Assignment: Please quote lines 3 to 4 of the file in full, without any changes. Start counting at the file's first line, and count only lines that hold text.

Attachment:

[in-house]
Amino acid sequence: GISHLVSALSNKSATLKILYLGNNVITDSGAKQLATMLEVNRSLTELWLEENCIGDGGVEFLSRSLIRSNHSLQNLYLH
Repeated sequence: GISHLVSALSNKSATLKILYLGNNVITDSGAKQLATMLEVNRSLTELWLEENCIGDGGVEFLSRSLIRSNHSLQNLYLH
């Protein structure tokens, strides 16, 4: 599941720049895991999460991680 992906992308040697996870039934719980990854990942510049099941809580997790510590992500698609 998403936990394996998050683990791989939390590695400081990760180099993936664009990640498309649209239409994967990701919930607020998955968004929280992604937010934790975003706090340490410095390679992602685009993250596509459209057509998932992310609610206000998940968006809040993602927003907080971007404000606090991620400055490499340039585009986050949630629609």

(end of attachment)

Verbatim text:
Repeated sequence: GISHLVSALSNKSATLKILYLGNNVITDSGAKQLATMLEVNRSLTELWLEENCIGDGGVEFLSRSLIRSNHSLQNLYLH
């Protein structure tokens, strides 16, 4: 599941720049895991999460991680 992906992308040697996870039934719980990854990942510049099941809580997790510590992500698609 998403936990394996998050683990791989939390590695400081990760180099993936664009990640498309649209239409994967990701919930607020998955968004929280992604937010934790975003706090340490410095390679992602685009993250596509459209057509998932992310609610206000998940968006809040993602927003907080971007404000606090991620400055490499340039585009986050949630629609």